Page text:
WESTFIELD-For city residents who are struggling to put food on their table, a new fund – Pay It Forward Food Fund – has been established by the Westfield Food Pantry.
“We are excited to announce our partnership with North Elm Butcher Block,” said Rebecca Hart, executive director, Westfield Food Pantry.
Hart noted that the Westfield Food Pantry has established a fund to provide groceries to Westfield residents, while supporting local business.
“We are grateful to be able to care for our neighbors in this time of need by putting your donations to work,” said Hart.
Starting May 4, residents can call North Elm Butcher Block directly to receive a pantry bag.
“Bags are distributed by the honor system,” said Hart. “If you call (413) 562-6759 or send an email or text to [email protected] and say you need food, you’ll get a bag of food.”
Pantry bags will include one pound of deli ham, one pound of American cheese, one pound of ground beef, a loaf of bread, a dozen eggs and bananas. Items are subject to change based on market availability.
“We ask that you only go once a month to ensure all of our neighbors can benefit from this donation,” said Hart, noting that once a call, text or email is placed, the recipient will receive a date and time to pick up the grocery bag at the store located at 37 North Elm St.
Hart is hopeful that with this fund about 100 families will be assisted with food each month, depending on donations.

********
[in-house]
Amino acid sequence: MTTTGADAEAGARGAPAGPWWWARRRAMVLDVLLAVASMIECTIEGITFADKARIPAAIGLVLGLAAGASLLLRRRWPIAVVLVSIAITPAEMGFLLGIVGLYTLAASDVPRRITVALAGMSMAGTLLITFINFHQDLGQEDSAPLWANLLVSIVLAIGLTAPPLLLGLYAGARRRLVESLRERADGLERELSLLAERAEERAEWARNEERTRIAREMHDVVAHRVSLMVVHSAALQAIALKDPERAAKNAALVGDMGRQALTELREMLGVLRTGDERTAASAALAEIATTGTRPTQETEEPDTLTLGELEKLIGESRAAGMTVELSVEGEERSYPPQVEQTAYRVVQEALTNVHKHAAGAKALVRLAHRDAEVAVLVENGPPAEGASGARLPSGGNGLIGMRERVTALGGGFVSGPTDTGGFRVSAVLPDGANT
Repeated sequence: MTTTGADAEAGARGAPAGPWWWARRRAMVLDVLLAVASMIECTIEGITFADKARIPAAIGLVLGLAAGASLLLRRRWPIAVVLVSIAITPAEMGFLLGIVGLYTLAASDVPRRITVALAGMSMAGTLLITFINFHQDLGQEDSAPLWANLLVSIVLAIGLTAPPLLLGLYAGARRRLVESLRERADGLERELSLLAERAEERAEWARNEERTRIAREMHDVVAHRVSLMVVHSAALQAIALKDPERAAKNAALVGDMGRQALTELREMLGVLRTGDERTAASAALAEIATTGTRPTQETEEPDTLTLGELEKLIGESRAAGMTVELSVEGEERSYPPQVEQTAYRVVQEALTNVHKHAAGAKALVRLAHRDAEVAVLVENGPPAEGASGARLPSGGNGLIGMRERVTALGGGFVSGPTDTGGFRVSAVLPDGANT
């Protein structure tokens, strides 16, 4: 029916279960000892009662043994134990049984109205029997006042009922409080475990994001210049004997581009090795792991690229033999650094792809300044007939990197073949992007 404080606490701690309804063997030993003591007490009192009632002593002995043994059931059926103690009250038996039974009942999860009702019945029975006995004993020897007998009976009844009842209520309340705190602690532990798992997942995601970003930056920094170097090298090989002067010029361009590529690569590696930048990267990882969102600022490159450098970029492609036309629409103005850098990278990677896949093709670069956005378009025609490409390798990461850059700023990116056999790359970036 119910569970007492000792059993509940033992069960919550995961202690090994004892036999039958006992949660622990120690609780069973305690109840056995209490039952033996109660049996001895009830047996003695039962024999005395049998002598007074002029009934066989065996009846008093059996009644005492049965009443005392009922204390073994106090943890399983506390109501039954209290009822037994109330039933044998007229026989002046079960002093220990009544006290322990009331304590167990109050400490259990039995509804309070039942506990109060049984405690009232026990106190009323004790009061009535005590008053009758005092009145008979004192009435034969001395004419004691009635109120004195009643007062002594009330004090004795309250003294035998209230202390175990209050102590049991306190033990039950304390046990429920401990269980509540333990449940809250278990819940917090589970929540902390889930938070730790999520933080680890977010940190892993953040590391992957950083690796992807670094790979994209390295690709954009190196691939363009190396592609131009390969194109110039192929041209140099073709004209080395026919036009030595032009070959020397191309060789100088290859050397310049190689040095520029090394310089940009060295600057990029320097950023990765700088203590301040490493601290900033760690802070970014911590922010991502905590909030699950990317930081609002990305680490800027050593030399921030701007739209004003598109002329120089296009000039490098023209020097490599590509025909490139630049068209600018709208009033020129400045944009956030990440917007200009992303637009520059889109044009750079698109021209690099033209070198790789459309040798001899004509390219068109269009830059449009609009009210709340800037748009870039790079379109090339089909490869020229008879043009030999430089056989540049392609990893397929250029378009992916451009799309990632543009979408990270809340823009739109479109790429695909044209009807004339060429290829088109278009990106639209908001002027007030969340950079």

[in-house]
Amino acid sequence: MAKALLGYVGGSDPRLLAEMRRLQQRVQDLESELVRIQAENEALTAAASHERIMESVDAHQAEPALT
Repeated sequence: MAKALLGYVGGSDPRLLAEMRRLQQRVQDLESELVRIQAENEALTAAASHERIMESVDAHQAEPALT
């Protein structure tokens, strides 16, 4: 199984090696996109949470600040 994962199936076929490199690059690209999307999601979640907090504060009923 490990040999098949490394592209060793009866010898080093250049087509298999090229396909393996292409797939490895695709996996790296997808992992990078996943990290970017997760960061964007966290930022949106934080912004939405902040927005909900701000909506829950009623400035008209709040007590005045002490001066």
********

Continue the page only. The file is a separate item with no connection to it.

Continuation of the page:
“When helping others, help is often returned,” said Hart. “Customers of North Elm Butcher Block, and the general public, can add money to the fund by donating either directly to the North Elm Butcher Block, or to the Westfield Food Pantry, earmarked for this program.”
All money generated will be used for food bags, added Hart.
Checks can be mailed to 101 Meadow St., Westfield, MA 01085, or made via a website, www.westfieldfoodpantry.org.
For persons with questions about the new program, contact Hart via email to [email protected].
On a related note, Hart said the Westfield Food Pantry is still serving families with grocery home deliveries twice a week, and a Saturday night mobile food pantry with prepared meals is also ongoing.
“We have also converted the Little Free Library at the Episcopal Church of the Atonement on Court Street to a little free food pantry,” said Hart.
Overall, Hart said the organization is serving about 1,000 people each month in the city.
“Our goal with the fund is to support businesses, which pay people, which ultimately keeps people out of a food pantry,” said Hart. “Our mission is to eradicate hunger and poverty, not just provide food.”